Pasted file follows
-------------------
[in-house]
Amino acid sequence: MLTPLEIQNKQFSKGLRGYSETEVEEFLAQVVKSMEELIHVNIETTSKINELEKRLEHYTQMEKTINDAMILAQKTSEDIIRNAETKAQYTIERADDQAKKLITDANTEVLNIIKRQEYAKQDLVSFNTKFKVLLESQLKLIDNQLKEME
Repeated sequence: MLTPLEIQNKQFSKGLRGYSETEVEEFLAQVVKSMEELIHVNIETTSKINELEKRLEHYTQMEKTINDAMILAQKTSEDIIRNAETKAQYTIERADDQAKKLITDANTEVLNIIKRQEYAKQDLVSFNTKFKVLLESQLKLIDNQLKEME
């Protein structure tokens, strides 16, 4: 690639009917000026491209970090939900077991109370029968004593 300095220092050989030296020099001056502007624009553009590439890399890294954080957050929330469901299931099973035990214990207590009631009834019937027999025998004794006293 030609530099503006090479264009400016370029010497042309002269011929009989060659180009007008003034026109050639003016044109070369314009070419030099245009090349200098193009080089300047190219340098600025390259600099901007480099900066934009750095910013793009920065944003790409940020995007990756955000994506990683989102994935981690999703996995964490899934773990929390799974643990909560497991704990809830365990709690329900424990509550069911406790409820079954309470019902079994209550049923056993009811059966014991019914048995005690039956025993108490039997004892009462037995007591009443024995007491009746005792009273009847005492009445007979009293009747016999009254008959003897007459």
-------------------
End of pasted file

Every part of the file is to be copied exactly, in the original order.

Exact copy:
[in-house]
Amino acid sequence: MLTPLEIQNKQFSKGLRGYSETEVEEFLAQVVKSMEELIHVNIETTSKINELEKRLEHYTQMEKTINDAMILAQKTSEDIIRNAETKAQYTIERADDQAKKLITDANTEVLNIIKRQEYAKQDLVSFNTKFKVLLESQLKLIDNQLKEME
Repeated sequence: MLTPLEIQNKQFSKGLRGYSETEVEEFLAQVVKSMEELIHVNIETTSKINELEKRLEHYTQMEKTINDAMILAQKTSEDIIRNAETKAQYTIERADDQAKKLITDANTEVLNIIKRQEYAKQDLVSFNTKFKVLLESQLKLIDNQLKEME
């Protein structure tokens, strides 16, 4: 690639009917000026491209970090939900077991109370029968004593 300095220092050989030296020099001056502007624009553009590439890399890294954080957050929330469901299931099973035990214990207590009631009834019937027999025998004794006293 030609530099503006090479264009400016370029010497042309002269011929009989060659180009007008003034026109050639003016044109070369314009070419030099245009090349200098193009080089300047190219340098600025390259600099901007480099900066934009750095910013793009920065944003790409940020995007990756955000994506990683989102994935981690999703996995964490899934773990929390799974643990909560497991704990809830365990709690329900424990509550069911406790409820079954309470019902079994209550049923056993009811059966014991019914048995005690039956025993108490039997004892009462037995007591009443024995007491009746005792009273009847005492009445007979009293009747016999009254008959003897007459």